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Mathematics Intent, Implementation and Impact.

Mathematics Intent, Implementation and Impact.


Intent: Mathematics is all around us and vital to our lives. The practical skills that we require in society vary from the mundane, like keeping track of our personal finances or measuring quantities when cooking to the complex like using Bayesian analysis to combat terrorism or using prime numbers to protect our personal data in cyberspace. Mathematics also provides the structure and language for scientists and economists to convey their theories and discoveries. Mathematicians have also developed ways to illustrate ideas through pictures: Rene Descartes displayed algebra through graphs and Florence Nightingale displayed data in charts. These ideas help us to understand concepts which words are insufficient to convey succinctly.

Having said all this, mathematics has a beauty of its own and it is worth studying in its own right. Although it is a totally man made subject, built on axioms and theorems, there is something of the eternal about subject, as Galileo said, ‘Mathematics is the language in which God has written the universe’.


Implementation: In Mathematics, we discuss common approaches to teaching topics so we can use our experience and knowledge of our pupils to refine our delivery of the curriculum. Lessons are then planned to reflect these shared approaches. Formative assessment approaches are used in all our lessons so pupils can be encouraged to gauge their own progress. Our curriculum gives full coverage to the National Curriculum Programme of Study. Over the years our schemes of work have been refined and reviewed as we have developed as a department so that mathematics is taught effectively and efficiently. There are a variety of topics covered in each half term and our schemes are also structured in a spiral so that topics are re-visited and built on as pupils move through the school. We use summative assessments sparingly but have a great focus on them being tied to and giving good coverage of curriculum. These accurate assessments enable us not only to track but also to plan for pupil progress.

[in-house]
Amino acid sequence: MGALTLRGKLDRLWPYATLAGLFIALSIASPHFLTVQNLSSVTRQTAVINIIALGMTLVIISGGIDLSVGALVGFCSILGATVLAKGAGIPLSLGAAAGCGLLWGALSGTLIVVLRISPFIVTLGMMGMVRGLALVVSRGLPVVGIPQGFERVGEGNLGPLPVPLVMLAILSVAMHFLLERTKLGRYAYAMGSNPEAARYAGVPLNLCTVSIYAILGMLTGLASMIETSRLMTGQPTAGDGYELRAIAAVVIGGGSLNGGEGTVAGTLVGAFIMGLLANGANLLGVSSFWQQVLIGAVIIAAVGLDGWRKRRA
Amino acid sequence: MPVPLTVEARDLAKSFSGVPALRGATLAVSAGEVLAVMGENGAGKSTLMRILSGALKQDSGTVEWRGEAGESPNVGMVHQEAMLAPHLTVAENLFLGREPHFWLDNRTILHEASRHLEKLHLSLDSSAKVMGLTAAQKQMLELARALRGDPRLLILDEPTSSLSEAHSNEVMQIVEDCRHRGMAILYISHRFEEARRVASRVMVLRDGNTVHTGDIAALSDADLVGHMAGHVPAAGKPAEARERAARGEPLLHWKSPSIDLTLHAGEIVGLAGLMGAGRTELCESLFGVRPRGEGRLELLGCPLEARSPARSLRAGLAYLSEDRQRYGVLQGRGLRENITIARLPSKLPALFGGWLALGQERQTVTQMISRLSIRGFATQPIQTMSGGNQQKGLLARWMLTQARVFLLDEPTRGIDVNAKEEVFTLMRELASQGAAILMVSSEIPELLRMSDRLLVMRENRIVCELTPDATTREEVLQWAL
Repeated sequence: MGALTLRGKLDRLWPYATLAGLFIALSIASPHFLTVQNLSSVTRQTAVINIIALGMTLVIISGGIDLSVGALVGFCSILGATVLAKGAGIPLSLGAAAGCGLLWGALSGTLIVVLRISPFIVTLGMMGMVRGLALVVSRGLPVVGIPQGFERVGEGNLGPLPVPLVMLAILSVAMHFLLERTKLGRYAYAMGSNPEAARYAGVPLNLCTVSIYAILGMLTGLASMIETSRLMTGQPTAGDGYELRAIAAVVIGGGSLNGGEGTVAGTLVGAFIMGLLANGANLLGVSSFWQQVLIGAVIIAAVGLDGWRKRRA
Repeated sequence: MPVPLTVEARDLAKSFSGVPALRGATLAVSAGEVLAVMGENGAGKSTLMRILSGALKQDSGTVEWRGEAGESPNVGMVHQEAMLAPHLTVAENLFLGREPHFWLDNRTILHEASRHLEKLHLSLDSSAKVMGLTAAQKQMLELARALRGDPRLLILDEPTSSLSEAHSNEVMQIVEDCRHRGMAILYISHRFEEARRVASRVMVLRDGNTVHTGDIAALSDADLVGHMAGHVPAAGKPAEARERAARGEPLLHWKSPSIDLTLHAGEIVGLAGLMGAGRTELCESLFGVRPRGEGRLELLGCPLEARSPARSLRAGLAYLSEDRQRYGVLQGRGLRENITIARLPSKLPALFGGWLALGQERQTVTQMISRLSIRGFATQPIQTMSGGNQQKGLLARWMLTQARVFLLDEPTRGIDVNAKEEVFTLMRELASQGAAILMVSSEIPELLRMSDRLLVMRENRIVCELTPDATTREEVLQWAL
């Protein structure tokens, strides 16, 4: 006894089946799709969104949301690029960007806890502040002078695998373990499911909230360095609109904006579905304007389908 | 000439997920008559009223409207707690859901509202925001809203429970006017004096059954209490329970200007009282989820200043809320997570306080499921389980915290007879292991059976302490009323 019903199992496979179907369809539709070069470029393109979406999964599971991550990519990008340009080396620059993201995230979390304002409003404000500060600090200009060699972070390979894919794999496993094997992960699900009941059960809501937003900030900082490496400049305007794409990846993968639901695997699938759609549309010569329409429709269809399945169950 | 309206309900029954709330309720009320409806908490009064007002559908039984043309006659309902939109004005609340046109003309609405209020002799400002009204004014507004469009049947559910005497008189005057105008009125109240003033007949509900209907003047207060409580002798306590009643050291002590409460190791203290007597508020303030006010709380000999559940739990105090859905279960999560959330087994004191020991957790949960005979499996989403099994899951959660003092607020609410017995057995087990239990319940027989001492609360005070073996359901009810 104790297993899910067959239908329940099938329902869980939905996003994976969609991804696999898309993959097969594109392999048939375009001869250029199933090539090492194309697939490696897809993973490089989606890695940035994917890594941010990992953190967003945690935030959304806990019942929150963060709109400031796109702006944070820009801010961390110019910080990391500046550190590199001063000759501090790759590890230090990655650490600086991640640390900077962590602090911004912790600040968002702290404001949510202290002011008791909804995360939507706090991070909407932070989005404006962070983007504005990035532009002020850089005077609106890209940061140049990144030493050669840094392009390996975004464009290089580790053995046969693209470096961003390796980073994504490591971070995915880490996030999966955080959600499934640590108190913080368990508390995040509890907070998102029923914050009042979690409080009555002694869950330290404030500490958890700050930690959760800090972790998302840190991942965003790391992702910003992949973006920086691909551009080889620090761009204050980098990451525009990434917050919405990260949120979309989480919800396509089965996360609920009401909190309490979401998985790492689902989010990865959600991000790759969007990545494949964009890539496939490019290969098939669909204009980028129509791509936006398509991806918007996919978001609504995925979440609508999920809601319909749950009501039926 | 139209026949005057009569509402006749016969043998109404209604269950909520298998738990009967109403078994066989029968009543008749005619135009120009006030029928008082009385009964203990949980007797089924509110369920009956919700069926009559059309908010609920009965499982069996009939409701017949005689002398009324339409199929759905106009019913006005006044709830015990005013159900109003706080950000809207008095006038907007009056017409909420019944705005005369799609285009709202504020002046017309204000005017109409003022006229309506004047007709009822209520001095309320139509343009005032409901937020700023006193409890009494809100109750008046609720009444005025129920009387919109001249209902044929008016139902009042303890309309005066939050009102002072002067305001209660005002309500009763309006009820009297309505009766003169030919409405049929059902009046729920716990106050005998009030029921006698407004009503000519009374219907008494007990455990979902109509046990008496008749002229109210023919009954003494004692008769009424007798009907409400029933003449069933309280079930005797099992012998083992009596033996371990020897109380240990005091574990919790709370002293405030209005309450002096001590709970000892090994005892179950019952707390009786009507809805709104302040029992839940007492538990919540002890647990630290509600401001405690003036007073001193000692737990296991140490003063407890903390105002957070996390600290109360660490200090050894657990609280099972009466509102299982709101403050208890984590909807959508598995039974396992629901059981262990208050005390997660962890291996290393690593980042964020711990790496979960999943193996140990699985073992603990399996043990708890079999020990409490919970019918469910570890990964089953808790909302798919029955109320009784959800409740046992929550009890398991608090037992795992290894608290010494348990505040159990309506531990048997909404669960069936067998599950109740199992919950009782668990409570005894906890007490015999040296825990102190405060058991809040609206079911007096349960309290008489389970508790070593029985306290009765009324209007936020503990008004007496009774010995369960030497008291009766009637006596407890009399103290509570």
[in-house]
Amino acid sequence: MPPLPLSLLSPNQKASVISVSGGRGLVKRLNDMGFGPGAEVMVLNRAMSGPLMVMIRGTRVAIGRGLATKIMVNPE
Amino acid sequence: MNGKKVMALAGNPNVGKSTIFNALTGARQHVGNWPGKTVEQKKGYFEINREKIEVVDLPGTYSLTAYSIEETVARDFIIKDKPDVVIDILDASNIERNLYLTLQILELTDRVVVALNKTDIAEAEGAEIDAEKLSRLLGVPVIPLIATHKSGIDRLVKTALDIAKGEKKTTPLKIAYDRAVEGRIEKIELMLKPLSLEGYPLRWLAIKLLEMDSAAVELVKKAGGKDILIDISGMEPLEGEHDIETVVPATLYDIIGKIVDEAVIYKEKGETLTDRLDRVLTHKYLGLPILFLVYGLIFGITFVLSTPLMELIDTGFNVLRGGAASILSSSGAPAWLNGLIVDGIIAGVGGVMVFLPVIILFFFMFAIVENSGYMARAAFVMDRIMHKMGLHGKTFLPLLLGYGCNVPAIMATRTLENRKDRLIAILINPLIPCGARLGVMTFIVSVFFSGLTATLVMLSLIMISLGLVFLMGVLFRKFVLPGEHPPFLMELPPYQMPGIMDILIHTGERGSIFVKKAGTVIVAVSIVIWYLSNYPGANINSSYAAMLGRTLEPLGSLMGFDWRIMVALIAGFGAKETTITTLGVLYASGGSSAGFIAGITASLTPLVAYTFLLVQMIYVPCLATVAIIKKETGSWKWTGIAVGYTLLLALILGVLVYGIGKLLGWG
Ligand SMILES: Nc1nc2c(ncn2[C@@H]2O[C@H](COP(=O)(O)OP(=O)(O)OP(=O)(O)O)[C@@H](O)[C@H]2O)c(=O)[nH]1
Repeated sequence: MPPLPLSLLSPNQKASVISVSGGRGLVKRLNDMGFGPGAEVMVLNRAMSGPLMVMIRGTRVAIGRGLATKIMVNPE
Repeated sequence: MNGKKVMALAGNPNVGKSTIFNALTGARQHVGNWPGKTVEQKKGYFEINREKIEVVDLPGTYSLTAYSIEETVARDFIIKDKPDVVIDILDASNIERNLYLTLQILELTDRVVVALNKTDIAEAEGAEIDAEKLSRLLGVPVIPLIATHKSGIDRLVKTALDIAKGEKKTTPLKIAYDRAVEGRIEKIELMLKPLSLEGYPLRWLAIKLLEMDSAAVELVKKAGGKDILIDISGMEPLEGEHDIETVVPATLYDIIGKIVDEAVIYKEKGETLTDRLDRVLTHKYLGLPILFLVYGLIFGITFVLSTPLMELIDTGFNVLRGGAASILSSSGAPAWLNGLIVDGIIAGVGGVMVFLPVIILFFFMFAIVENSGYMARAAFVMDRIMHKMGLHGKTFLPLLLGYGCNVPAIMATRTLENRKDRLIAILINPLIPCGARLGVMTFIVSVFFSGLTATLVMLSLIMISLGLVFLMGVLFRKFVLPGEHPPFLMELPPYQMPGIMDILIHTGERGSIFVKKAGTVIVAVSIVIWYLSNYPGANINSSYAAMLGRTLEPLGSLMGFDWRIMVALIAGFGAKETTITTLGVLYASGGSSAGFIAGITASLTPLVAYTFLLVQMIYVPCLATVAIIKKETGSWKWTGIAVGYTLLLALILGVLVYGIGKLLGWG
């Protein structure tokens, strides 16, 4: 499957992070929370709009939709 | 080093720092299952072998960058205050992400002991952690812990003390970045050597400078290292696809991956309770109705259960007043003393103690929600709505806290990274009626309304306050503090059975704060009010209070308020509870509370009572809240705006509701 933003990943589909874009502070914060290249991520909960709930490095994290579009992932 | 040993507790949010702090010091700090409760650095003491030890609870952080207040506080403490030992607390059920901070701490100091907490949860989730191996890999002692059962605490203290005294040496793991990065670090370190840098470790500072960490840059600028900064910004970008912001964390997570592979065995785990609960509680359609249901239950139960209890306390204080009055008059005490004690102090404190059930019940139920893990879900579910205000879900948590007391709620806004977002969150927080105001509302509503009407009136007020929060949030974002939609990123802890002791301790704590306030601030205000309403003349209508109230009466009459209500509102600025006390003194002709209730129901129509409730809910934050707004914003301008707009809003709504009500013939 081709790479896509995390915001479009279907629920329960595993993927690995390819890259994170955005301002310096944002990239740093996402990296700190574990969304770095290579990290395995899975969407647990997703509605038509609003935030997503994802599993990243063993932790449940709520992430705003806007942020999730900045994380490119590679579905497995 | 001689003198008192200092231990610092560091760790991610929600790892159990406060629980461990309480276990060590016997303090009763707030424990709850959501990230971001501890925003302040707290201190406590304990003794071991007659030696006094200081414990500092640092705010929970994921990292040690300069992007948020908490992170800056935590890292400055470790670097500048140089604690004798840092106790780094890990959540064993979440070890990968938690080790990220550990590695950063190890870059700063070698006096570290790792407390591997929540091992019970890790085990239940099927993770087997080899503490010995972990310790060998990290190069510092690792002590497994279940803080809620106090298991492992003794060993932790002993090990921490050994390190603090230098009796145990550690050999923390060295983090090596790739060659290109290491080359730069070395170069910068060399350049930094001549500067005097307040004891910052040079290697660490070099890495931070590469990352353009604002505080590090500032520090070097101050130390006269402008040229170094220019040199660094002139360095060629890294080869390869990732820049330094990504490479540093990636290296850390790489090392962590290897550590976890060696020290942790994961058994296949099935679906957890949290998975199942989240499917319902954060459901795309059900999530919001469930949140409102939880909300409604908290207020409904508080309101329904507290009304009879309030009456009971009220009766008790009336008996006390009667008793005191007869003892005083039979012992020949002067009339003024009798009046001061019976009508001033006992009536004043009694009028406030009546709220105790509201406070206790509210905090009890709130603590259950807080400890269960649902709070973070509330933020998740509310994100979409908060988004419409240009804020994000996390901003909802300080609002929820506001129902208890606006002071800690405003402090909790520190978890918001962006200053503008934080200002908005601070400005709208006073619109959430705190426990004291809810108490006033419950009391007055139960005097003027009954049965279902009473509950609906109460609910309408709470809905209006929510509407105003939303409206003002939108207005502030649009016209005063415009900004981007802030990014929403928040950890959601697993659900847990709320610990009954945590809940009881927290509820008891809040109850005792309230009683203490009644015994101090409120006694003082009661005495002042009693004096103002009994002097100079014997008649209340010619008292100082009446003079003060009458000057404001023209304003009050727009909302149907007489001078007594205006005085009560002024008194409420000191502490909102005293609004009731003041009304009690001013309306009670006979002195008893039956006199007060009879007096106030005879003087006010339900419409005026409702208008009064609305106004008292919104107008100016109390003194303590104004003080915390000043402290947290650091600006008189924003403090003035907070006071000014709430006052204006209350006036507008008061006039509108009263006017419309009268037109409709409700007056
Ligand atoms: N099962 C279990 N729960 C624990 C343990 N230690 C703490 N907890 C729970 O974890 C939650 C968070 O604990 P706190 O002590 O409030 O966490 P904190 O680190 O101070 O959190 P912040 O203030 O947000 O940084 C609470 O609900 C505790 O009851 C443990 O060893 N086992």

In Key Stage 3 we develop basic skills in calculation and algebra whilst leaving space in the timetable to challenge pupils. They will also cover topics in space, data handling and probability. They have fun solving problems in a non-threatening way, building up their resilience in tackling difficult questions. In Year 9 we complete our coverage of the National Curriculum whilst also preparing for the study of GCSE mathematics.

In Key Stage 4 we focus on consolidating the knowledge, understanding and skills required for the GCSE. Pupils on our Core course are taught the skills required to achieve a pass grade at GCSE, so vital for opening opportunities later in life and so highly valued by our society. Those doing the Higher course will also achieve this whilst also developing the skills needed to more technological careers. From the mock examination in Year 11 we focus on revision and on students developing a clear strategy for solving problems. The GCSE is a good basis for the mathematics needed in life and provides an excellent springboard into A-level.

In Key Stage 5 we offer A-level courses in Mathematics and Further Mathematics. These both involve mathematical methods which lead to real life problem solving and modelling of situations. We have chosen our Specification for its emphasis on applying mathematics to real life situations. The course also enables us to cherish mathematics and its inherent beauty.